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New Leaf Justice Enterprise offers Athens County residents affordable housing options

Athens County’s newest housing nonprofit, New Leaf Justice Enterprise, strives to provide economic justice for Appalachian regions with 3D-printed, affordable and sustainable housing opportunities.

The New Leaf Justice Enterprise, located at 485 Richland Ave., is a project of the Survivor Advocacy Outreach Program, or SAOP, and the Ohio Department of Development’s Appalachian Community Grant Program funds the project. The Ohio Department of Development Governor's Office of Appalachia awards and administers the funds. 

The program provides participants with childcare, housing, case management, counseling and supported employment activities. 

Athens County ranks below both state and federal housing ownership rates at 59.8%, Ohio’s rate is 64% and the national rate is 66%, according to the Ohio Housing Finance Agency

Because of the county’s low rates, the program operates through a comprehensive Social Determinants of Health, or SDOH, and Social Determinants of Work, or SDOW, improvement strategy that deploys holistic services across the affordable housing continuum of care. 

Before utilizing resources, program participants complete a pre-intake interview with one of New Leaf’s community partners such as ACEnet, Rural Action, OhioMeansJobs or Ohio University.

Within the first six months, participants are given workforce development and financial empowerment resources and housing opportunities if applicable. After receiving those training sessions, participants may begin work for New Leaf, earning up to $15 per hour for another six months.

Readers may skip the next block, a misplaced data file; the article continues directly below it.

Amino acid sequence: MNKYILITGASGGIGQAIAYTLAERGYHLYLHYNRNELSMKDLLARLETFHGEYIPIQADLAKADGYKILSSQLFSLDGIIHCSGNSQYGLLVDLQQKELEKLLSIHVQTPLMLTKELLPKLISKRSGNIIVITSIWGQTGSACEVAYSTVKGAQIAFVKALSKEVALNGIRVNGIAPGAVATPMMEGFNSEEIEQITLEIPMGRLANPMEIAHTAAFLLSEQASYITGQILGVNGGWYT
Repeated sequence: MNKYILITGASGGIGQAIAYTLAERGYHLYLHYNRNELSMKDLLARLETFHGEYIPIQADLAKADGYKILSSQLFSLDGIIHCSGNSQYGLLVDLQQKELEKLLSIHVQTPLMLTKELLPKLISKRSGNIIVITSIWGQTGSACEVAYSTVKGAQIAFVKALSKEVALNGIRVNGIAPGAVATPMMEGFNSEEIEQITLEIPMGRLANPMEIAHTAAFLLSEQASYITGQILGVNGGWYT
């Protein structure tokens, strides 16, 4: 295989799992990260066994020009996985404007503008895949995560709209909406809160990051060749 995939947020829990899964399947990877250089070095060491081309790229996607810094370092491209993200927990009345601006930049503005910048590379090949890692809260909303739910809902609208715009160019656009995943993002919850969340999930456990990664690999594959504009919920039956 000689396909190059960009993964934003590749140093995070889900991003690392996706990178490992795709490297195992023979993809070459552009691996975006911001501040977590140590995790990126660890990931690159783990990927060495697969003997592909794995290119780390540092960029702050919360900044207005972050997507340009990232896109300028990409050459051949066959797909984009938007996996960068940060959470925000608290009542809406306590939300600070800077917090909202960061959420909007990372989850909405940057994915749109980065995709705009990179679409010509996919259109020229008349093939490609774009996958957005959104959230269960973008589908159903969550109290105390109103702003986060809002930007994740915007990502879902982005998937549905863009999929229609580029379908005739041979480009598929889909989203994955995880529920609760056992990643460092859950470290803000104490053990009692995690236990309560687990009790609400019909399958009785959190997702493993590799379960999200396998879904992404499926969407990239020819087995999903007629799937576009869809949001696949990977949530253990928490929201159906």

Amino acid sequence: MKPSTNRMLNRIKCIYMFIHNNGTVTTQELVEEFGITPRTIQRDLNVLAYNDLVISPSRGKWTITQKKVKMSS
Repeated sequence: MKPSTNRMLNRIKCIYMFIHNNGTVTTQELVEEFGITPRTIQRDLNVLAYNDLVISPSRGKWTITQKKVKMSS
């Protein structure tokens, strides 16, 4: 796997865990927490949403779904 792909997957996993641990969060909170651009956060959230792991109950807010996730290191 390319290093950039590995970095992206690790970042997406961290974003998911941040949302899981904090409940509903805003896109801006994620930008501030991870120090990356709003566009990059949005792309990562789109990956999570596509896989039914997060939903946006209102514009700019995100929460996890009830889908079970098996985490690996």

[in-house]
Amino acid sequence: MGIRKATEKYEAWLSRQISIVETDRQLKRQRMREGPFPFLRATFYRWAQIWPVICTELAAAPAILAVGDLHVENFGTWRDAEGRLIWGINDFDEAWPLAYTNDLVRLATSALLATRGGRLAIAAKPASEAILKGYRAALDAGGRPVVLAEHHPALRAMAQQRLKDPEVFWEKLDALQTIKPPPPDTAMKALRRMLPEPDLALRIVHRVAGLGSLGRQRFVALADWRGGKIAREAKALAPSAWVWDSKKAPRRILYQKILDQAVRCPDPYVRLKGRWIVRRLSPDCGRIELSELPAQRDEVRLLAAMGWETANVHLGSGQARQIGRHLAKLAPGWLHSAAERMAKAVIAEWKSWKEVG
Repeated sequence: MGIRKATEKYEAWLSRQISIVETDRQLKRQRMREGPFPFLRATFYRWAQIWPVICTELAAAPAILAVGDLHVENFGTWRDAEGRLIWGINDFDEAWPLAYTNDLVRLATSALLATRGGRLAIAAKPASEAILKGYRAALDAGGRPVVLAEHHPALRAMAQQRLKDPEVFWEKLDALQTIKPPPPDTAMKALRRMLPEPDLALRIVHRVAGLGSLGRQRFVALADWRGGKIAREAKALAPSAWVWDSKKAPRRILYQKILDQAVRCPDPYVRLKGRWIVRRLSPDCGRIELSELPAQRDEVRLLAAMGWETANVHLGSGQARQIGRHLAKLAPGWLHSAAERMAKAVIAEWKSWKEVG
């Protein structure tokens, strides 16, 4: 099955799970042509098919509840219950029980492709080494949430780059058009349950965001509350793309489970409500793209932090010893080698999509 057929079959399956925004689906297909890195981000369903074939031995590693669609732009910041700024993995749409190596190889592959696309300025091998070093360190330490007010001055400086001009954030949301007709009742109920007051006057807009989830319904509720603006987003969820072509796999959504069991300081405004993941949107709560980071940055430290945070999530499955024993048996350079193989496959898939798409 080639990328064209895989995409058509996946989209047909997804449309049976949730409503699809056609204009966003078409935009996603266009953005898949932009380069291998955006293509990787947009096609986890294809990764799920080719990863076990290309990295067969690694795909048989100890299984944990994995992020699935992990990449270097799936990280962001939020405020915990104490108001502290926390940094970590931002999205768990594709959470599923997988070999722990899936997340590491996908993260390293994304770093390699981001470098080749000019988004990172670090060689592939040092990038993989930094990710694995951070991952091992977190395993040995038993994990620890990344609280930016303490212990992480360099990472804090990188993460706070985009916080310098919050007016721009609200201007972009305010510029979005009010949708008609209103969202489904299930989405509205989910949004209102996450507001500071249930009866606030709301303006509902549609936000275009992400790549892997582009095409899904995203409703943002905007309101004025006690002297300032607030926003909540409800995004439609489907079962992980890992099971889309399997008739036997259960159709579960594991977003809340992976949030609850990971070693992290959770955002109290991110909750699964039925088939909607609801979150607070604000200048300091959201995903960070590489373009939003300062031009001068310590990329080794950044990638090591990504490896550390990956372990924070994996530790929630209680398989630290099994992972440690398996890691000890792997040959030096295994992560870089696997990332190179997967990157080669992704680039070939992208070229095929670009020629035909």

After holding a position within New Leaf, participants are guided toward a long-term employment solution and look outside for housing opportunities. Participants can remain in New Leaf housing for two years or longer, whereafter they are guided in purchasing an advanced or traditional house. 

Executive Director of SAOP, Jennifer Seifert, said the organization is about more than just housing. The goal is to empower clients to live successful, independent and violence-free lives.

“It’s ultimately about serving people and not necessarily a community because communities are composed of individual people,” Seifert wrote in an email.

In a 2023 Ohio Bureau of Criminal Identification and Investigation report, Athens County recorded 84 domestic violence incident charges.

According to the New Leaf Justice Enterprise website, approaches like New Leaf are critical to addressing generational poverty because experiencing trauma, incarceration or substance misuse uproots survivors from the community, destabilizes households and significantly impacts the brain functioning and overall health of an entire family. New Leaf’s approach works to restore the family’s roots, and ultimately the community, so both can thrive.

Seifert said she’s noticing more communities around the area coordinating and supporting one another around the affordable housing issue. She said that solving the housing problem takes an organized effort from the state, local and federal government, and profit and nonprofit entities.

“The New Leaf program consists of three major components: free housing for two years that gives residents autonomy; supportive services … and living-wage employment that includes workforce development training so that residents graduate into meaningful and sustainable careers,” Seifert wrote in an email.

Erica Flanders, Athens County Metropolitan Housing Authority, or ACMHA, coordinator of property management and administration said her organization also offers families self-sufficiency services. Flanders said ACMHA partners with agencies like Hopewell Health Centers Inc. and Integrated Services Roweton. 

“If we run across somebody and we see them struggling with some mental health issues, and they give us permission, we can make a referral,” Flanders said. “Those agencies would provide the transportation or behavioral health side of things."

Seifert said the biggest thing SAOP is working on right now is using 3D printing to bring environmentally friendly, cost effective and efficiently built housing units to Southeast Ohio in a way that serves the needs of individuals and communities.

“This technology has the promise to not only address the affordable housing issue, but that it can also become an economic driver as we train people on the technology and grow this new and innovative industry here in Appalachian Ohio,” Seifert wrote in an email.


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